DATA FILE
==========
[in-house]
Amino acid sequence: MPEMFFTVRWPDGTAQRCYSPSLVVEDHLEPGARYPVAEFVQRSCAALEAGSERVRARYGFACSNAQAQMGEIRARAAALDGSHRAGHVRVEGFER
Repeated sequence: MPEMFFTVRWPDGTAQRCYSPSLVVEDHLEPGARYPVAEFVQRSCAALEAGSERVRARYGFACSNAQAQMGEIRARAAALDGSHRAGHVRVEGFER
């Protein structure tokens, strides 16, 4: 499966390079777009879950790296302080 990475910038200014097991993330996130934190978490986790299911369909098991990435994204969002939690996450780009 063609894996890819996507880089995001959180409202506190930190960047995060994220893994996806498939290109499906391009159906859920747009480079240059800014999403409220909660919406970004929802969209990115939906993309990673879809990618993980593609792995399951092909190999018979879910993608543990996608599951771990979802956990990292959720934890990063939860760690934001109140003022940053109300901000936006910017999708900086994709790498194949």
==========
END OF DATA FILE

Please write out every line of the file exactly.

[in-house]
Amino acid sequence: MPEMFFTVRWPDGTAQRCYSPSLVVEDHLEPGARYPVAEFVQRSCAALEAGSERVRARYGFACSNAQAQMGEIRARAAALDGSHRAGHVRVEGFER
Repeated sequence: MPEMFFTVRWPDGTAQRCYSPSLVVEDHLEPGARYPVAEFVQRSCAALEAGSERVRARYGFACSNAQAQMGEIRARAAALDGSHRAGHVRVEGFER
């Protein structure tokens, strides 16, 4: 499966390079777009879950790296302080 990475910038200014097991993330996130934190978490986790299911369909098991990435994204969002939690996450780009 063609894996890819996507880089995001959180409202506190930190960047995060994220893994996806498939290109499906391009159906859920747009480079240059800014999403409220909660919406970004929802969209990115939906993309990673879809990618993980593609792995399951092909190999018979879910993608543990996608599951771990979802956990990292959720934890990063939860760690934001109140003022940053109300901000936006910017999708900086994709790498194949």